Birth to Commencement of Revelation
Muhammad al-Mustafa, the last Prophet of God, was born in Mecca, Arabia, on 17th Rabī‘ al-Awwal, 1st Year of ‘Ãmul Fil (570 AD).
Prophet Muhammad (God’s blessings and peace be upon him) was born in the family of Banu Hãshim, of the tribe of Quraysh, who were the most honoured of the Arab families. Banu Hãshim were descendants of Ismael, the son of Prophet Abraham.
The Prophet’s grandfather, ‘Abdul Muttalib, was the chief of Banu Hashim and also the guardian of the Ka‘bah. His father was called ‘Abdullãh and his mother, Ãmina. His father passed away a few months before his birth. At the age of six, the Prophet lost his mother as well and was placed under the care of his grandfather, ‘Abdul Muttalib. But his grandfather also passed away after four years; and at this time the Prophet’s uncle, Abu Tâlib, took charge of him and became his guardian, taking him to his own house. Thus the Prophet mostly grew up in his uncle’s house and even before reaching the age of adolescence used to accompany his uncle on business journeys by caravan.
Prophet Muhammad did not receive any schooling; yet, after reaching the age of maturity he became famous for his wisdom, courtesy, trust-worthiness and truthfulness. He soon became known as “the truthful, the trustworthy – as-sãdiq al-amín”. His uncle Abu Tãlib used to say, “We have never heard any lies from Muhammad, nor seen him misconduct himself or make mischief. He never laughs unduly nor talks untimely.”
As a result of his sagacity and trustworthiness, Khadija bint Khuwaylid, a Qurayshi lady well-known for her wealth, appointed him as the manager of her businesses and left in his hands the task of conducting her commercial affairs. The Prophet once journeyed to Damascus with Khadija’s merchandise and because of his abilities made an outstanding profit. Before long she asked to become his wife and the Prophet accepted her proposal. After the marriage, at the age of twenty five years, the Prophet began the life of a manager of his wife’s fortunes. By the age of forty, he gained a widespread reputation for wisdom and trustworthiness.
He refused to worship idols, as was the common religious practice of the Arabs of the time. Occasionally he would make spiritual retreats to the cave of Hirã’ outside Mecca, in which he prayed and discoursed secretly with God.
The Beginning of the Mission
At the age of forty, when Prophet Muhammad was in spiritual retreat in the cave of Hirã’, he received the first revelation from God through Arch-Angel Gabriel: this was the beginning of the mission of propagating the new religion. At that moment the first five verses of Chapter 96, Surah al-Alaq, of the Qur’ãn were revealed to him. (This event is known as bi‘that — being raised to proclaim God’s message.)
That very day he mentioned the revelation to his cousin, ‘Alí bin Abi Tãlib who declared his acceptance of the faith. After the Prophet returned home and told his wife of the revelation, she likewise accepted Islam. Soon after, Zayd bin Hãritha (a loyal slave whom he treated like his own son) also became a convert.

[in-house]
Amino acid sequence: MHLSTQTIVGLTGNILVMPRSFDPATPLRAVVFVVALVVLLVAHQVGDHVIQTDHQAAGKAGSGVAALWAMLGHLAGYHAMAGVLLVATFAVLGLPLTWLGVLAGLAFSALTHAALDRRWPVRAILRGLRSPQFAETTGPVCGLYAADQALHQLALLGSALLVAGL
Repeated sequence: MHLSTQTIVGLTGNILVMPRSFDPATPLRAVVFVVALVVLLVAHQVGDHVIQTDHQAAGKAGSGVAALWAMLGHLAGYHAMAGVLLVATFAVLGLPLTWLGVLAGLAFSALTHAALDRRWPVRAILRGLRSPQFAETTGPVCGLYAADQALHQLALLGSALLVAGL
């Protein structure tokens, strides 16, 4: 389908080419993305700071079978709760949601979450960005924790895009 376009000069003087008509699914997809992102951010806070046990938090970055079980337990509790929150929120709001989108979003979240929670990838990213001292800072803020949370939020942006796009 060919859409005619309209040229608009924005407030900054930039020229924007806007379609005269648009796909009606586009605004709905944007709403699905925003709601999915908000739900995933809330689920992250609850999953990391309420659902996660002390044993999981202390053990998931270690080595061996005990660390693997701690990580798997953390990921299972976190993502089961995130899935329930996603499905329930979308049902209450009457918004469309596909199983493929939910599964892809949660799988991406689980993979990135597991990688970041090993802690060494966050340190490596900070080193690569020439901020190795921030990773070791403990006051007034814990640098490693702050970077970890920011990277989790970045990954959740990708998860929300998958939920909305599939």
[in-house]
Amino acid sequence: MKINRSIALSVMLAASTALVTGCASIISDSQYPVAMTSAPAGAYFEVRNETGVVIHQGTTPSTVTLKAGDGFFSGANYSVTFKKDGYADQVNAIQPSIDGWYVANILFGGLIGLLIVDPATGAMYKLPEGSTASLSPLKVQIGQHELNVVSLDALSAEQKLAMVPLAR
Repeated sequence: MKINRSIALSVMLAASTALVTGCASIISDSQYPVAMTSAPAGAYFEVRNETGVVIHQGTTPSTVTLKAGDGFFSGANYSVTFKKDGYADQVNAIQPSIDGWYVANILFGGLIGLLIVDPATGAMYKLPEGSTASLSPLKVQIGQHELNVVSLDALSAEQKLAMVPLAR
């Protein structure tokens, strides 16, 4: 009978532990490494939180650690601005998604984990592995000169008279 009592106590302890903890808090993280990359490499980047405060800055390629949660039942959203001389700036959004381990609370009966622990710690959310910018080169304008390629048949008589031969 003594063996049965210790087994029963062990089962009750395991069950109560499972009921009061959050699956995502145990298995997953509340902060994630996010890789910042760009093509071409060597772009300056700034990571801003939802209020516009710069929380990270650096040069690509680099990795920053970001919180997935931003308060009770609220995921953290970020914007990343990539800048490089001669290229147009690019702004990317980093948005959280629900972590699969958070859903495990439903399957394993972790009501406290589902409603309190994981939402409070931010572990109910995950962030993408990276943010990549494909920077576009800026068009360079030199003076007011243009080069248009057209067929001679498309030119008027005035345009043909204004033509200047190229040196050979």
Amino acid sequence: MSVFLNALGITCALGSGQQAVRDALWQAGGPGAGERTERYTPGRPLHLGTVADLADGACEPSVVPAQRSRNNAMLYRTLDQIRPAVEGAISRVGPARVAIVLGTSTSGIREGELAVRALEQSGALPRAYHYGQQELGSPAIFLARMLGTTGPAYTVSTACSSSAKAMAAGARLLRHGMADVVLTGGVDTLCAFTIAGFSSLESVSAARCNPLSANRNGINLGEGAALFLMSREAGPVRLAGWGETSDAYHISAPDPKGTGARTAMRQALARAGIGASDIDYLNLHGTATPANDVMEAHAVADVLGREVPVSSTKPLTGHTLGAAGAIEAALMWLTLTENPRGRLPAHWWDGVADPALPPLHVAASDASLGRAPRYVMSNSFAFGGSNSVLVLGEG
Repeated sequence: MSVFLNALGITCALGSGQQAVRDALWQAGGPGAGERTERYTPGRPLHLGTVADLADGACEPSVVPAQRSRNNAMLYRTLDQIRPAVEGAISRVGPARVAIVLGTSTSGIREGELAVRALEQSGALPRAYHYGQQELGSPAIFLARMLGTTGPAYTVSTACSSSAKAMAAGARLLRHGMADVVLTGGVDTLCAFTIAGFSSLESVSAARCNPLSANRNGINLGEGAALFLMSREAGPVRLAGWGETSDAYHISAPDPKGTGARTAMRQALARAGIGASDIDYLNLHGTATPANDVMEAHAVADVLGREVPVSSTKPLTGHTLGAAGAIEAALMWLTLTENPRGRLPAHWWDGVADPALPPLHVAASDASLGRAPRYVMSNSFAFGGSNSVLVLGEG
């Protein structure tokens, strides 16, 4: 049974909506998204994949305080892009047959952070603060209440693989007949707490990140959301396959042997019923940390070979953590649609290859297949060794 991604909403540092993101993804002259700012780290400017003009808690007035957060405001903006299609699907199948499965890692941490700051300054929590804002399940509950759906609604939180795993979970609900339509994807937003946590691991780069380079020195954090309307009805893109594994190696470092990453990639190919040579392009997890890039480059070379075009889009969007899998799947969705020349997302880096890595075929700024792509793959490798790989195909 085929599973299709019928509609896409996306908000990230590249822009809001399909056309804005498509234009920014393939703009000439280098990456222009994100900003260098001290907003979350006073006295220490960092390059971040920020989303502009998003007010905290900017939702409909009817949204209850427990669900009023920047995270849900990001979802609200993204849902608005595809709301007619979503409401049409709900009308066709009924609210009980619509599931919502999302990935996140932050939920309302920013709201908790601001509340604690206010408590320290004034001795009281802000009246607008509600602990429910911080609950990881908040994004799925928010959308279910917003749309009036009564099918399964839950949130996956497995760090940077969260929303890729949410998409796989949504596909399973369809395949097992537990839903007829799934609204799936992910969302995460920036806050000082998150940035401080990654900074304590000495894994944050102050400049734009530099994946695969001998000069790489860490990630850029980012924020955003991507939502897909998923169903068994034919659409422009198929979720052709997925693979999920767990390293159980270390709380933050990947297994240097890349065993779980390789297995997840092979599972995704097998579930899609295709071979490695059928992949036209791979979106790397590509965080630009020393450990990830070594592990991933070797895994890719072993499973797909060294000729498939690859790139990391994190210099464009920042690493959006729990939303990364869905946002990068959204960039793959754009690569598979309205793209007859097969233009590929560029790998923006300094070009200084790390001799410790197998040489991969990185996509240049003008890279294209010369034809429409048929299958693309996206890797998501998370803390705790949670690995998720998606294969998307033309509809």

The first time that the Prophet invited people to accept the message of Islam, he faced a distressing and painful reaction. Out of necessity he was forced henceforth to propagate his message secretly for three years until he was ordered again by God to invite his very close relatives to accept the message. He organized a family feast and invited forty of his kinsmen. At the gathering, Muhammad asked if they had ever found him lying? The general response was: ‘We have never found you lying.’ Then he asked, “If I were to tell you that your enemies have gathered beyond the sand hills to attack you, would you believe me?” They replied, ‘Yes.’ Then he said:
“I know no man in all Arabia who can offer his kindred a more excellent thing than I now do. I offer you happiness both in this life and in the hereafter. God Almighty has commanded me to call you unto Him. Who, therefore, among you will assist me herein shall become my brother, my heir and my successor.”
But this call was also fruitless and no one heeded it except ‘Alí bin Abi Tãlib, who in any case had already accepted the faith. According to the historical documents and the extant poems composed by Abu Tãlib, Abu Tãlib had also embraced Islam; however, because he was the sole protector of the Prophet, he hid his faith from the people in order to preserve the outward power he had among the people of Mecca.
After this period, according to Divine instructions, the Prophet began to propagate his mission openly. With the beginning of open propagation the people of Mecca reacted most severely because the Islamic message —of worshipping One God and of equality among the believers without any distinction of race, colour or wealth— fared completely against the status quo. Most painful afflictions and tortures were inflicted upon the Prophet and the new converts.
For example, Bilal, an Ethiopian slave who had accepted Islam, was tied to the burning sand of the Arabian desert and a large stone was placed on his chest with the warning from his master Umayya that he would be left in that state until he rejects Islam. But the only sound heard from Bilal’s lips was: “Ahad! Ahad!” (One God! One God!)